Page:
5. Satisfying the placement requirement is to be given absolute priority during the first two semesters in residence and will be the first concern in arranging the student’s schedule.
    6. Students who fail all Placement Examinations upon entering will automatically be placed on probation; failure to remove at least two deficiencies by the end of the first semester will result in dismissal.

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D. Research Advisor

  1. Selection of a faculty research advisor by the end of the first semester is recommended, and is required within the first twelve months after entering the program.

  2. At the time of selecting a faculty research advisor, the student must have no more than one placement deficiency.

  3. “Selection of Faculty Research Advisor” forms are available in the Department Office. The student is required to make appointments with at least three faculty members in order to discuss research possibilities with them. The faculty members may be selected on the basis of research descriptions found in the department graduate brochure or other sources. Consulted faculty must initial the form. The student then makes a final selection from among the consulted faculty and returns the form to the Department Secretary for approval by the GPC.

  4. The student shall declare an area of curricular specialization on the same form (analytical chemistry, inorganic chemistry, organic chemistry, physical chemistry, biophysical chemistry, materials chemistry). The student may later change the area of curricular specialization upon the recommendation of the student’s research advisor and approval by the Graduate Program Committee. See also Alternative Comprehensive Examination and Area of Curricular Specialization.

  5. The student may not register for thesis or dissertation research until selection of a faculty research advisor is approved by the GPC.

  6. Any student who is unable to find a research advisor, or whose research interests cannot be fulfilled by the current faculty, will be advised to receive a terminal MA degree and will not be eligible for financial support after the third semester of residence.

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E. Research and Publication of Research

  1. Policy on the Responsible Conduct of Research

    The University's Policy on the Responsible Conduct of Research can be found at http://research.binghamton.edu/compliance/policies.php. The policy defines research misconduct as fabrication, falsification, or plagiarism in proposing, conducting, or reporting research and creative scholarly activity. It does not include honest error or honest differences in interpretations or judgments of data.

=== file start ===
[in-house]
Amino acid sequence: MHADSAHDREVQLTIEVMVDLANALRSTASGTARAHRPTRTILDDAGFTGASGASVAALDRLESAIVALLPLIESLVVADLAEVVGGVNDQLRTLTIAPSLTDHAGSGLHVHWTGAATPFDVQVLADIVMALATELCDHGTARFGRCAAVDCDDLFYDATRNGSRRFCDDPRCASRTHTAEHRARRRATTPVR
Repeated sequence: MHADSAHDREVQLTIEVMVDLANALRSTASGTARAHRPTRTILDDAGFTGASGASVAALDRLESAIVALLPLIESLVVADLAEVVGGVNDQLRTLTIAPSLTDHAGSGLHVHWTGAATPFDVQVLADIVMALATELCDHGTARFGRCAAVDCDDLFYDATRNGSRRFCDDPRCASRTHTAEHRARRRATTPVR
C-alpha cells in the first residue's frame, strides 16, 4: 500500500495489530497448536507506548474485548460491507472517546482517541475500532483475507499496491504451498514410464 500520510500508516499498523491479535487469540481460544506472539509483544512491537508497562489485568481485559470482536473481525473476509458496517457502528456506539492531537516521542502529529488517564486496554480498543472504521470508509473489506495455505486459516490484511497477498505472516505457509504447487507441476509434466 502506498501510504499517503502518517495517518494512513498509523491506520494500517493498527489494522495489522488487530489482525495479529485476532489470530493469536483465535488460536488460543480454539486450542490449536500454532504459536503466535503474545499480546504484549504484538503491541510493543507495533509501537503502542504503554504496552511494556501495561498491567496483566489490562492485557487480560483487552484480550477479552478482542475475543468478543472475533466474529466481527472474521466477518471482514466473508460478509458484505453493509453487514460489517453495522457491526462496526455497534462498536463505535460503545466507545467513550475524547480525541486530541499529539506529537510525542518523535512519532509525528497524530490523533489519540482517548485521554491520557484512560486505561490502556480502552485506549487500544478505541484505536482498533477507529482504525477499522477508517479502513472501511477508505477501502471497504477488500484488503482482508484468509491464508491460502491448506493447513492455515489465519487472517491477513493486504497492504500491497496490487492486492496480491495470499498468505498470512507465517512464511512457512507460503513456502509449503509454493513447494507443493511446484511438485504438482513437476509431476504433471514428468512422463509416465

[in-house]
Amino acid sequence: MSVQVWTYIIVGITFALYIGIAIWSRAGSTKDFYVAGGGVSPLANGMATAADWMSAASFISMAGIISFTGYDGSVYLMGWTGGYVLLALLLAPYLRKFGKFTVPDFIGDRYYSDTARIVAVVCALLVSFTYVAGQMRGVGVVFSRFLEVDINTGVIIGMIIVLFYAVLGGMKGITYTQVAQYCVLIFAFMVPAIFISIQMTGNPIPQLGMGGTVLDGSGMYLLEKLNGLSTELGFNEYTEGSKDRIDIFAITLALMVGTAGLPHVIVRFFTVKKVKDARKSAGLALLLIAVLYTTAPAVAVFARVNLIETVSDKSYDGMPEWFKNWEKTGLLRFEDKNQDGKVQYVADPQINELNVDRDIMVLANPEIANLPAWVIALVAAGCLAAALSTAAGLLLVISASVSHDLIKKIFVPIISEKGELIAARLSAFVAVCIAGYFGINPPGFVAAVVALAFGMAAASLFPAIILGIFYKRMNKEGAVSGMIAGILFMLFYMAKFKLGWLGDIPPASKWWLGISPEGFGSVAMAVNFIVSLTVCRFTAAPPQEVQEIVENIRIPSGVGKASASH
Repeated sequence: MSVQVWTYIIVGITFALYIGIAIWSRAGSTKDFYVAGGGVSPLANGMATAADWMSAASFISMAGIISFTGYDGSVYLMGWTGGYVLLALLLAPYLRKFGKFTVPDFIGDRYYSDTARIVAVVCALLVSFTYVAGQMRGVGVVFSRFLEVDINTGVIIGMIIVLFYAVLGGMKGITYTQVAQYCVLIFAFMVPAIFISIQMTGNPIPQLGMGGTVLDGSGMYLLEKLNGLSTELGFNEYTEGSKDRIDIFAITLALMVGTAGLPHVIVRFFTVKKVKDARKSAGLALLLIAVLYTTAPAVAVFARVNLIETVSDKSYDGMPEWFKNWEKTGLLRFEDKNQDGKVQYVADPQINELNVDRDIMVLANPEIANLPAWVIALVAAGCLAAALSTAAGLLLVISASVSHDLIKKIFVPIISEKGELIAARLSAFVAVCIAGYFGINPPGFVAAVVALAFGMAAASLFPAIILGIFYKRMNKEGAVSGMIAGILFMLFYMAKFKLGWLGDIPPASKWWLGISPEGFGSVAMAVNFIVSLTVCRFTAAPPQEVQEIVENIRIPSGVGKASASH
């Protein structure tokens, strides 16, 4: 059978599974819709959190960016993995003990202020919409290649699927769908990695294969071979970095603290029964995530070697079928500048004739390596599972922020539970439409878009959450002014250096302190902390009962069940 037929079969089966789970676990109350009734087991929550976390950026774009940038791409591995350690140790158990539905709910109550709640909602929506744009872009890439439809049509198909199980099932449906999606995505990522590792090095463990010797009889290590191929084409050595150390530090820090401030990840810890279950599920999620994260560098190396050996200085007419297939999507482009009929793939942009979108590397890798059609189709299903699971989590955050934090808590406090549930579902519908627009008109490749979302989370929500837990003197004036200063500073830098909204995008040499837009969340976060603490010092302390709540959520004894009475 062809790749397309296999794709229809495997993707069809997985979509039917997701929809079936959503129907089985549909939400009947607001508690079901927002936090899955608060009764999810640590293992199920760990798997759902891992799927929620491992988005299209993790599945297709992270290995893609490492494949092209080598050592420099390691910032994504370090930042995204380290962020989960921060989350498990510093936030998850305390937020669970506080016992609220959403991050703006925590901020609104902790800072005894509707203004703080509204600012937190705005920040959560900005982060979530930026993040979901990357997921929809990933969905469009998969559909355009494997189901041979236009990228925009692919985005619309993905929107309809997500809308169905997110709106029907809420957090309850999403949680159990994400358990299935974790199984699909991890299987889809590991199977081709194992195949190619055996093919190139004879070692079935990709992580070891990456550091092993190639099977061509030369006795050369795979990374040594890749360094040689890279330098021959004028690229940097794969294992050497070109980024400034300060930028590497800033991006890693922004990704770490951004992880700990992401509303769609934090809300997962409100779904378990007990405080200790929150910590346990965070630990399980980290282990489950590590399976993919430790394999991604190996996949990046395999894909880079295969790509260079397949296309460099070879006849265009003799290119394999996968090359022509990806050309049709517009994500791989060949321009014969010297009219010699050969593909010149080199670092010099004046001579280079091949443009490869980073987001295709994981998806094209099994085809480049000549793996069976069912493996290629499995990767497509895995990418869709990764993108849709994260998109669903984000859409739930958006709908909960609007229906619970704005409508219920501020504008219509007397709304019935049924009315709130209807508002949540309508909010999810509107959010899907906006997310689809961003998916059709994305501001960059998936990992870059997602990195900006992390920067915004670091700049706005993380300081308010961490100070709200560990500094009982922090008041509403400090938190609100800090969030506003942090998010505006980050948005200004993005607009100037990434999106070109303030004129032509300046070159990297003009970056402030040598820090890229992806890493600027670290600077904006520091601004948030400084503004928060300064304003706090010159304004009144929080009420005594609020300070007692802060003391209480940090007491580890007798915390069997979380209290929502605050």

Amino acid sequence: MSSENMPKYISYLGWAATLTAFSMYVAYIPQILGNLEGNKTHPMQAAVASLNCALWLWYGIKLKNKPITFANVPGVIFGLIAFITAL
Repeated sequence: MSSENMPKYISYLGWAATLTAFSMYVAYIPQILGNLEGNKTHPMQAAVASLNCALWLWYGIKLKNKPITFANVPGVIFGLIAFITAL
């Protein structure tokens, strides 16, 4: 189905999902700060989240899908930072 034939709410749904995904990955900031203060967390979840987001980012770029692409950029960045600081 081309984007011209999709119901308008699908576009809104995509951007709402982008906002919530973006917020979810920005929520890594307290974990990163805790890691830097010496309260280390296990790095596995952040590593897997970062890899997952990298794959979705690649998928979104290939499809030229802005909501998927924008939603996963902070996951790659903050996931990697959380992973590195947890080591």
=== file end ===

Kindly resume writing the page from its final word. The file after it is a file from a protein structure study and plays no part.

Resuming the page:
Allegations of research misconduct are reported to the Vice President for Research who has primary responsibility for overseeing research integrity.

  2. Policies on Intellectual Property

    The University's Patent and Inventions Policy and Computer Software Policy can be found at http://research.binghamton.edu/innovation/policies.php. All persons using the facilities of Binghamton University must abide by these policies. These policies define what intellectual property is, that in most cases the State of New York owns the intellectual rights, and describe the rewards due the inventor of intellectual property.

  3. Ethical Guidelines for the Publication of Research

    The Chemistry Department requires all students to follow professional and ethical guidelines for publication of research as asserted by the American Chemical Society (ACS). ACS guidelines related to publication can be found at http://pubs.acs.org/ethics/ethics.pdf.1 These guidelines will be shared and discussed with all graduate students through the Graduate Seminar course (Chemistry 592). Students that do not adhere to these guidelines will be subject to penalties, which may include a recommendation to the Graduate School for dismissal from the program.